Moving Back Home…

The name Creek is not the actual name of the Creek Indians. Their actual name is the Muskogee. They lived as a confederacy or in other words, their tribal configuration consisted of more than one Indian tribe. It is an amalgamation of several tribes.

  

The Creek Indians have history in the Atlanta area. A number of Creek Indian trails are said to terminate at Buckhead of the Atlanta area. Specifically, what is known as the Peachtree trail ran along the top of the Chattahoochee ridge from near Toccoa to Buckhead, where it divided into branches. One branch continued by way of what is now called the Pace's Ferry and Moore's Mill roads to Standing Peachtree. The other branch led southward from Buckhead across Peachtree Creek and joined the Sandtown trail at Five Points in what is now Atlanta.

 

 

Thus, as African Americans move to Georgia, they should reflect if they are moving back to the ancestral place of their Native American heritage.

  

Article by CherokeeCloud

Written September 27, 2006

Be Aware…

You should ask what the craft object is and what it is used for. Also, ask what tribal affiliation made the craft and does it have symbolic representation and meanings. These questions will allow you to make an informed decision.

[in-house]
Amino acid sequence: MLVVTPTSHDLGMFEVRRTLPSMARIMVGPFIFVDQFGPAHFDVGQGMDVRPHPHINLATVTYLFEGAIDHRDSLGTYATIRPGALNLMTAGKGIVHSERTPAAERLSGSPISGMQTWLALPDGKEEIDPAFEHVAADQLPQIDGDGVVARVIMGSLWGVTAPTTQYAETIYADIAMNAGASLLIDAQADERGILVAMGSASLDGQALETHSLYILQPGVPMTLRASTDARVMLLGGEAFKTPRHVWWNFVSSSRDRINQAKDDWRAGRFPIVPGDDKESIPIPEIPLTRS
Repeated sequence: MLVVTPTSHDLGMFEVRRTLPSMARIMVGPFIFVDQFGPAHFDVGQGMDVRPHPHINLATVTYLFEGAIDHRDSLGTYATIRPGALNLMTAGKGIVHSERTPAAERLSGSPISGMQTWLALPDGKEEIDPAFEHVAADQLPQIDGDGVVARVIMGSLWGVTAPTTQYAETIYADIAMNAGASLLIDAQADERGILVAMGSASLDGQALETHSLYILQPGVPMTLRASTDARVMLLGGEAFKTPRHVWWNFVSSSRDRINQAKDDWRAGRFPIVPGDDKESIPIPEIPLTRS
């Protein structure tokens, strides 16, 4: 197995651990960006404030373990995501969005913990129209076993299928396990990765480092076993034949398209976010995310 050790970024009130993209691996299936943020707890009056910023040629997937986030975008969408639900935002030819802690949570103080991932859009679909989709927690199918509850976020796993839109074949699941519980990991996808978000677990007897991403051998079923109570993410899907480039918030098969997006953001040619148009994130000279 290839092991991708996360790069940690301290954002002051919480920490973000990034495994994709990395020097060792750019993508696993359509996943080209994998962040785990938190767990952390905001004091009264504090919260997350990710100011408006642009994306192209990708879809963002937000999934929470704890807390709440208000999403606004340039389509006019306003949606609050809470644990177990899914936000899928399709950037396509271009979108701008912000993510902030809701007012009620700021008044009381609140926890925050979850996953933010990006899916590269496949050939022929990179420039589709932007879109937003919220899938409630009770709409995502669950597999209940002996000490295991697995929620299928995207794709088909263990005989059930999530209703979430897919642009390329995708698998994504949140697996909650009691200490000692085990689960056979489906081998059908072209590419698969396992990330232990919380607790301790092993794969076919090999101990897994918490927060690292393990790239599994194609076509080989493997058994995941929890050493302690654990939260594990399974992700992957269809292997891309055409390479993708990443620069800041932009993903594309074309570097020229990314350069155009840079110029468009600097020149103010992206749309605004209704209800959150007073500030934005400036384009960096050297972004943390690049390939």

In the Native American culture, as in many other cultures, some of its ancient craft objects are believed to posses powers. These craft objects are generally carved animals which were crafted as fetishes. A fetish is generally a variety of animals which are carved out of wood, bone, glass with the belief that the animal fetish will bestow an attribute to its owner. Some fetishes appear to be positive, for example, deer fetish represents gentleness, and a beaver represents a builder. On the other hand some fetishes appear to be sinister. For example, a snake can represent death, and a raccoon can represent a bandit.  

Also, a fetishes may have several potential meanings some positive and some sinister and it is the craftsman that makes the fetish with a particular intent. Thus, it’s best to ask questions and not make purchases of things your religion would not approve of or that you personally feel uncomfortable with.